Defense: Mcatlin guilty of homicide but not murder in stabbing death of St. George woman

Trial began Tuesday in 5th District Court for Kevin Ray Mcatlin, 29, of Moab, who is charged with first-degree murder charge in the death of Elizabeth Carter, St. George, Utah, April 16, 2019 | Photo by Cody Blowers, St. George News

ST. GEORGE Trial began Tuesday in 5th District Court for a man accused of stabbing a woman to death and covering her body with blankets and couch cushions in the bathtub of her St. George apartment.

Kevin Ray Mcatlin, 29, of Moab, faces a first-degree murder charge based on allegations that he stabbed Elizabeth Ashley Carter to death June 2 at her apartment on North Bluff Street, where she was discovered 11 days later.

Read more: Police identify body found in Bluff Street apartment

Prosecutor Zachary Weiland of the Washington County Attorney’s Office said in his opening statement that Carter was a mother, a college graduate and a woman faced with many challenges just prior to her death.

He told the jury that Mcatlin confessed to detectives that he “stuck her three times,” referring to the number of times he said he stabbed the victim and then “put her in the bathtub. I couldn’t look at her any more so I covered her up.”

Defense attorney Ed Flint began his opening statement saying, “Manslaughter – that’s why we are here.”

L-R: Defense attorney Ed Flint sits with client Kevin Mcatlin who is on trial for the murder of Elizabeth Carter, St. George, Utah, April 16, 2019 | Photo by Cody Blowers, St. George News

Flint said that McAtlin did in fact stab Carter and caused her death, adding, “He’s still guilty of homicide, but it wasn’t murder.”

Flint told jurors he would prove that his client committed a reckless act after he believed he was being robbed, saying it was “an imperfect self-defense,” which is a modified version of self-defense that mitigates murder to manslaughter as long as a defendant had an honest belief that he was in imminent danger and force was necessary, whether that belief was reasonable or not.

Prosecution witness Anthony Maurer, of Jensen Property Management, who found the body and called police June 13, testified he received a call of a “weird odor” coming from the apartment.

“The entire apartment smelled absolutely horrendous,” he said.

As he continued into the small studio apartment he entered the bathroom where he could see a leg sticking out from under the blankets, and he ran out of the apartment as he dialed 911.

St. George Police detective Josh Wilson shows jury the Samurai sword that was found with the knife believed to be the murder weapon in the death of Elizabeth Carter, St. George, Utah, April 16, 2019 | Photo by Cody Blowers, St. George News

Prosecutors also called Misty Langley, who was with Carter the night before her death at a get-together in Toquerville.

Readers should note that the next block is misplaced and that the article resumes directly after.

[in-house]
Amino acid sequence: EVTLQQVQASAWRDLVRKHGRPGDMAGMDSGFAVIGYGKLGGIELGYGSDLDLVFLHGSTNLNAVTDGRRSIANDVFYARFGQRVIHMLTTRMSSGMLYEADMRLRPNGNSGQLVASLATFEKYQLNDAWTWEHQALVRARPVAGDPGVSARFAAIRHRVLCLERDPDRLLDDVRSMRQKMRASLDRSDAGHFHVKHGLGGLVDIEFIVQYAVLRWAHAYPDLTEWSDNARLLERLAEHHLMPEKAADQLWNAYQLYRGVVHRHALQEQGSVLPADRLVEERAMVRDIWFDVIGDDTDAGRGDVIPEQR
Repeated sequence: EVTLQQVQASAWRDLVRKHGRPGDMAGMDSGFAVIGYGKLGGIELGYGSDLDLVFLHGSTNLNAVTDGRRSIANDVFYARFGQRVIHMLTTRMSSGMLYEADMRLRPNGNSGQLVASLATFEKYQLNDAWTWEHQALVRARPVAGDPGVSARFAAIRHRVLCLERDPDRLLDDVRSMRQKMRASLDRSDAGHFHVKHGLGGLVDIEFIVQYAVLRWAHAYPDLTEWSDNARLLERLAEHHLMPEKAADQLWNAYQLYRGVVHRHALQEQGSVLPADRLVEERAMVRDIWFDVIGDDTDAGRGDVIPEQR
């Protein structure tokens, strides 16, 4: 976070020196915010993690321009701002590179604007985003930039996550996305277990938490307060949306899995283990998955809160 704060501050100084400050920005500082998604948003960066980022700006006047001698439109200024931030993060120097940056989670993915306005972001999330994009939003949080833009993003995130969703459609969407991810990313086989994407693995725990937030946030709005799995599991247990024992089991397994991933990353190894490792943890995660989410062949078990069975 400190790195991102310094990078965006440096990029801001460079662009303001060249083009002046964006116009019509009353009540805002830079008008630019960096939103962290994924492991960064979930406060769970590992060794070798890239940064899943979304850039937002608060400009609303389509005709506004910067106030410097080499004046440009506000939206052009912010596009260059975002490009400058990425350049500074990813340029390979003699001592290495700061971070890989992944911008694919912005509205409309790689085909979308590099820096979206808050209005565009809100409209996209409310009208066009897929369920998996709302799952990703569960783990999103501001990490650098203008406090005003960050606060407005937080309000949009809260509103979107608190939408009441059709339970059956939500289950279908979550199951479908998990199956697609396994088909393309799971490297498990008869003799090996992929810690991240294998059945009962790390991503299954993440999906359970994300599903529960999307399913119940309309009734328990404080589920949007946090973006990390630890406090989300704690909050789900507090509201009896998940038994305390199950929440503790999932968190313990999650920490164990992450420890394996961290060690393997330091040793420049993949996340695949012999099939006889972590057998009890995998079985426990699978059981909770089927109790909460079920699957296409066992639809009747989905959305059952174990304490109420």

She testified she told police she saw Carter and Mcatlin leave together in the early morning hours of June 2. The last time she communicated with Carter was shortly after 6 a.m. From then on her calls and texts to the victim went unanswered.

Kacy Krehbiel, with the Utah Office of the Medical Examiner, testified that she found 15 “sharp force injuries” to the neck and one to the shoulder area on a body that was in “moderate to advanced decomposition.”

She also said the victim’s carotid artery was completely severed and her jugular vein was partially severed, concluding that Carter bled to death.

The state also called Michael Noorlander, a tattoo artist and friend of Mcatlin’s, to testify that he spoke to the defendant at Woody’s Tavern in Moab on June 9, four days before Carter’s body was discovered.

During the conversation, Mcatlin told him he was “getting locked up for the rest of his life” and that he had cut off a woman’s head with a Samurai sword, according to his testimony.

When prosecutor Weiland asked Noorlander if he thought Mcatlin was lying at the time, Noorlander said, “I hoped so.”

St. George Police detective Josh Wilson took the stand to outline the investigation and said that as soon as he saw the state of Carter’s remains it was considered a suspicious death and additional detectives were called to the scene to begin an investigation.

Wilson testified that Carter was identified by a driver’s license found inside of the apartment, as well as a large butterfly tattoo they found on her back.

They determined that Carter was killed on the couch due to the amount of blood found in and under it and what appeared to be a bloody handprint near the top of it.

They also found a fingerprint in blood that was on the inside of the front door to the apartment. It was sent to the crime lab in Salt Lake City for testing.

After speaking with Langley, the friend who last saw Carter at the party in Toquerville, police considered Mcatlin a suspect. When the fingerprint came back as a match to Mcatlin, a warrant was issued for his arrest.

Police in Moab arrested him June 16 at his grandparents house in Moab.

Read more: Police apprehend man suspected of murdering woman in her St. George apartment

The trial continues Wednesday at 9 a.m. with St. George Police Lt. Rich Triplett on the witness stand to continue his testimony for the state.

Email: [email protected]

Twitter: @STGnews

Copyright St. George News, LLC, 2019, all rights reserved.

Free News Delivery by Email

Would you like to have the day's news stories delivered right to your inbox every evening? Enter your email below to start!